Members of the legume family, the "Fabaceae" or "Leguminosae," fill critical niches in most terrestrial biomes. This is one of the few plant families whose species are capable of "fixing" nitrogen from the air, through association with specialized soil bacteria, for use as a natural fertilizer.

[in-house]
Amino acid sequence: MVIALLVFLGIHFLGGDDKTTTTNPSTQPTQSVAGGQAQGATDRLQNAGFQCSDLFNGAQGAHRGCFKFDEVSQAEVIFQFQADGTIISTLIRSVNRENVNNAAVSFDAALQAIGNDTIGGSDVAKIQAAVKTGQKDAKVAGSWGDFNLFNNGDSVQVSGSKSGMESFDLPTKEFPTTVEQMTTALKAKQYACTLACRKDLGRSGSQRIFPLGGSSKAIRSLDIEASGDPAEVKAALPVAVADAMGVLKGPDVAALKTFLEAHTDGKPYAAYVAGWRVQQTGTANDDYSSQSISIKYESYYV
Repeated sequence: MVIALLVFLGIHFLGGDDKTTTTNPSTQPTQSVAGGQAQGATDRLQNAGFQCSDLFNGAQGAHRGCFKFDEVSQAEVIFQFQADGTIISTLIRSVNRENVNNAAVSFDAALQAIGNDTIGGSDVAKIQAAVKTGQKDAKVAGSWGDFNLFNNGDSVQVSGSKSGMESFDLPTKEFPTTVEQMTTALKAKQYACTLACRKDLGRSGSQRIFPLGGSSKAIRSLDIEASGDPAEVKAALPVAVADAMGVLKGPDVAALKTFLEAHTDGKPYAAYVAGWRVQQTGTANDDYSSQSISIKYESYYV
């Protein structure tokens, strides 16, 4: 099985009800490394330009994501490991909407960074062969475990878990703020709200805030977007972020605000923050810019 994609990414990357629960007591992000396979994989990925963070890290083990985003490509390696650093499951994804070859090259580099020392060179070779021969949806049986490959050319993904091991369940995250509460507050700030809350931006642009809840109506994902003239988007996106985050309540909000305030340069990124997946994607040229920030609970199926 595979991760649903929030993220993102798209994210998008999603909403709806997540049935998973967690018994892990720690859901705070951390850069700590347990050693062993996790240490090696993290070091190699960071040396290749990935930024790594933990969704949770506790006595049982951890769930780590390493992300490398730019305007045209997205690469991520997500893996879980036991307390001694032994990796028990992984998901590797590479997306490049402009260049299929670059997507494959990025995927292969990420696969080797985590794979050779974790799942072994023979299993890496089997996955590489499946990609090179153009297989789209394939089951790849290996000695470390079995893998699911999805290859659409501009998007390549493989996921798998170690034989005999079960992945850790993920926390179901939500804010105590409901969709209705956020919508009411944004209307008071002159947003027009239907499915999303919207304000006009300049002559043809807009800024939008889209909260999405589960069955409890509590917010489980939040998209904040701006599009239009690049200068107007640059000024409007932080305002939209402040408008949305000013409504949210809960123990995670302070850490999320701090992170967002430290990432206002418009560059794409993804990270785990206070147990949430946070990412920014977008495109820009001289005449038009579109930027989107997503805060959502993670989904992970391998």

The family has traditionally been divided into three subfamilies. The Caesalpinioideae, consisting of several early-diverging groups, includes species such as brazilwood, carob, honey locust, Kentucky coffee tree, senna and tamarind. The Mimosoideae, recognizable by the distinctive "pom-pom"-like flowers with many anthers and reduced petals, includes species such as acacia, cojoba, mesquite, and mimosa. The Papilionoideae, which contains most of the major crop and forage legumes, includes species such as alfalfa, birds-foot trefoil, chickpea, clovers, cowpea, common bean, fava bean, fenugreek, guar, indigo, jicama, lentil, licorice, lima bean, lupine, mung bean, pea, peanut, pigeon pea, rooibos, and soybean.